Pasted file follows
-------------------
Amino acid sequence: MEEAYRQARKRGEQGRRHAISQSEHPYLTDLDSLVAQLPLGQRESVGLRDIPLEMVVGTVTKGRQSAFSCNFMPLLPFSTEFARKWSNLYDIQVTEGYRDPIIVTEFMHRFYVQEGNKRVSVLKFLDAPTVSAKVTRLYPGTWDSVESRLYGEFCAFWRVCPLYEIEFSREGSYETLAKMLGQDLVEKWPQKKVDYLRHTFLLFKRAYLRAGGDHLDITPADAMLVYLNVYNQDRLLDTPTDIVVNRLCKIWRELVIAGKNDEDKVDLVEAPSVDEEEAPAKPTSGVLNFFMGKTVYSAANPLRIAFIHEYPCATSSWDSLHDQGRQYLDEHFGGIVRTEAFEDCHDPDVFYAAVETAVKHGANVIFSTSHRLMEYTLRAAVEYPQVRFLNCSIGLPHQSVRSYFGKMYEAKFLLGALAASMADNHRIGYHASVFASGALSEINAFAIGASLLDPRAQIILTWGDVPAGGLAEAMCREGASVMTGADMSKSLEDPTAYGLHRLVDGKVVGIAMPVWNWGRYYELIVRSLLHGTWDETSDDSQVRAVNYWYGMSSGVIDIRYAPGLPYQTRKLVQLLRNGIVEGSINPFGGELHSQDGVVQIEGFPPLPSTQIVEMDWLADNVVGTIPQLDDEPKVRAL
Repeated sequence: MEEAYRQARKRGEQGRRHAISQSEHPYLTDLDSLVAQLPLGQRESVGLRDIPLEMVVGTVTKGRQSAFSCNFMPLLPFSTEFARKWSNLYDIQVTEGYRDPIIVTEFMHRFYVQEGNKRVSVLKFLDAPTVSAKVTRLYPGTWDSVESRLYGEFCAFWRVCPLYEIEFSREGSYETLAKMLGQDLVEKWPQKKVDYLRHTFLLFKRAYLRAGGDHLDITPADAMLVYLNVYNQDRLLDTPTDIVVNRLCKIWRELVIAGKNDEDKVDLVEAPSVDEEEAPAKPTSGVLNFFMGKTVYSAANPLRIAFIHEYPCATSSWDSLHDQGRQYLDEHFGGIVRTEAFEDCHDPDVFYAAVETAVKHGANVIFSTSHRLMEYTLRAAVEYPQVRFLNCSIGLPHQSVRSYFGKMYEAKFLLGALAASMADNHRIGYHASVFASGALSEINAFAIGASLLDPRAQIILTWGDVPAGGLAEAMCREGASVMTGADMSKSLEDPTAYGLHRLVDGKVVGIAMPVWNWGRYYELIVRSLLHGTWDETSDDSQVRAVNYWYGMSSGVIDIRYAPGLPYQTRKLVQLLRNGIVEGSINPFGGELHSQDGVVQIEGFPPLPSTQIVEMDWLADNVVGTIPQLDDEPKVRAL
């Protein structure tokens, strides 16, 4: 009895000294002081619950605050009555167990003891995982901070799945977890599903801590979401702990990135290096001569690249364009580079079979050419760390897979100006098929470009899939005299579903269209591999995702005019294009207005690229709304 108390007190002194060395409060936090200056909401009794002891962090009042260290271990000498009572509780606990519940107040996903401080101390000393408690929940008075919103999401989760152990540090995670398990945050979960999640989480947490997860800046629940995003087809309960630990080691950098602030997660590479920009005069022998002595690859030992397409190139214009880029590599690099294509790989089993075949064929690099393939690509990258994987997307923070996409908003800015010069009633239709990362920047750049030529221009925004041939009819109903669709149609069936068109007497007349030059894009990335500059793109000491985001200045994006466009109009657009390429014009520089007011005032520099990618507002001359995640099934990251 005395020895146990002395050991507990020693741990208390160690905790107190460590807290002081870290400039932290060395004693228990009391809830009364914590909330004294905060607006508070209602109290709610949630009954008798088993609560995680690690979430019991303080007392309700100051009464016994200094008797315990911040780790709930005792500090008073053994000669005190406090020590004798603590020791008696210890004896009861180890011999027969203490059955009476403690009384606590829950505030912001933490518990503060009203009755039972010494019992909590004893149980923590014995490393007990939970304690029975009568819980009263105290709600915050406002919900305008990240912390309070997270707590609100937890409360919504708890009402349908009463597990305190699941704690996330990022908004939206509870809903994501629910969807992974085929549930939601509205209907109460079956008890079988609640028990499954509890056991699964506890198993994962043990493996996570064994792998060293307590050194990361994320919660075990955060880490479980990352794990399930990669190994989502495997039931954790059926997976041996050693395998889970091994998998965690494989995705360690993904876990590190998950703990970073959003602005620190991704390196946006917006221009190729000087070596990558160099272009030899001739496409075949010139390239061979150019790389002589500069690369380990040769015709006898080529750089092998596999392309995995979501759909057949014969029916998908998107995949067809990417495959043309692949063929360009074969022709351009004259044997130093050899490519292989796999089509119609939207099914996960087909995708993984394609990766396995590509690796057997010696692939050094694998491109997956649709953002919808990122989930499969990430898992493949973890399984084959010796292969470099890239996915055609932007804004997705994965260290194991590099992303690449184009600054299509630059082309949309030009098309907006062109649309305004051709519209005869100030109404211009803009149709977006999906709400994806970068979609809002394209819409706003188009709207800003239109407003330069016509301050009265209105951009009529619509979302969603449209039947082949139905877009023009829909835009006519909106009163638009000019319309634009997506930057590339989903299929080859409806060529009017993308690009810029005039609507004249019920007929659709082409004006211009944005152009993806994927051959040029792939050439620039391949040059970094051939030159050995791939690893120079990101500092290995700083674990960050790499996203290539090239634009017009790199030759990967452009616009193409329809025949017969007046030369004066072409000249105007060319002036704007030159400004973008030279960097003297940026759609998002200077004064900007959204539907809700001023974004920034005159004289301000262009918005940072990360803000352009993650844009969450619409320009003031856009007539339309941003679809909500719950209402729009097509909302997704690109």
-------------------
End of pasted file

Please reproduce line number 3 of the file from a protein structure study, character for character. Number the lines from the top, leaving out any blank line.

């Protein structure tokens, strides 16, 4: 009895000294002081619950605050009555167990003891995982901070799945977890599903801590979401702990990135290096001569690249364009580079079979050419760390897979100006098929470009899939005299579903269209591999995702005019294009207005690229709304 108390007190002194060395409060936090200056909401009794002891962090009042260290271990000498009572509780606990519940107040996903401080101390000393408690929940008075919103999401989760152990540090995670398990945050979960999640989480947490997860800046629940995003087809309960630990080691950098602030997660590479920009005069022998002595690859030992397409190139214009880029590599690099294509790989089993075949064929690099393939690509990258994987997307923070996409908003800015010069009633239709990362920047750049030529221009925004041939009819109903669709149609069936068109007497007349030059894009990335500059793109000491985001200045994006466009109009657009390429014009520089007011005032520099990618507002001359995640099934990251 005395020895146990002395050991507990020693741990208390160690905790107190460590807290002081870290400039932290060395004693228990009391809830009364914590909330004294905060607006508070209602109290709610949630009954008798088993609560995680690690979430019991303080007392309700100051009464016994200094008797315990911040780790709930005792500090008073053994000669005190406090020590004798603590020791008696210890004896009861180890011999027969203490059955009476403690009384606590829950505030912001933490518990503060009203009755039972010494019992909590004893149980923590014995490393007990939970304690029975009568819980009263105290709600915050406002919900305008990240912390309070997270707590609100937890409360919504708890009402349908009463597990305190699941704690996330990022908004939206509870809903994501629910969807992974085929549930939601509205209907109460079956008890079988609640028990499954509890056991699964506890198993994962043990493996996570064994792998060293307590050194990361994320919660075990955060880490479980990352794990399930990669190994989502495997039931954790059926997976041996050693395998889970091994998998965690494989995705360690993904876990590190998950703990970073959003602005620190991704390196946006917006221009190729000087070596990558160099272009030899001739496409075949010139390239061979150019790389002589500069690369380990040769015709006898080529750089092998596999392309995995979501759909057949014969029916998908998107995949067809990417495959043309692949063929360009074969022709351009004259044997130093050899490519292989796999089509119609939207099914996960087909995708993984394609990766396995590509690796057997010696692939050094694998491109997956649709953002919808990122989930499969990430898992493949973890399984084959010796292969470099890239996915055609932007804004997705994965260290194991590099992303690449184009600054299509630059082309949309030009098309907006062109649309305004051709519209005869100030109404211009803009149709977006999906709400994806970068979609809002394209819409706003188009709207800003239109407003330069016509301050009265209105951009009529619509979302969603449209039947082949139905877009023009829909835009006519909106009163638009000019319309634009997506930057590339989903299929080859409806060529009017993308690009810029005039609507004249019920007929659709082409004006211009944005152009993806994927051959040029792939050439620039391949040059970094051939030159050995791939690893120079990101500092290995700083674990960050790499996203290539090239634009017009790199030759990967452009616009193409329809025949017969007046030369004066072409000249105007060319002036704007030159400004973008030279960097003297940026759609998002200077004064900007959204539907809700001023974004920034005159004289301000262009918005940072990360803000352009993650844009969450619409320009003031856009007539339309941003679809909500719950209402729009097509909302997704690109």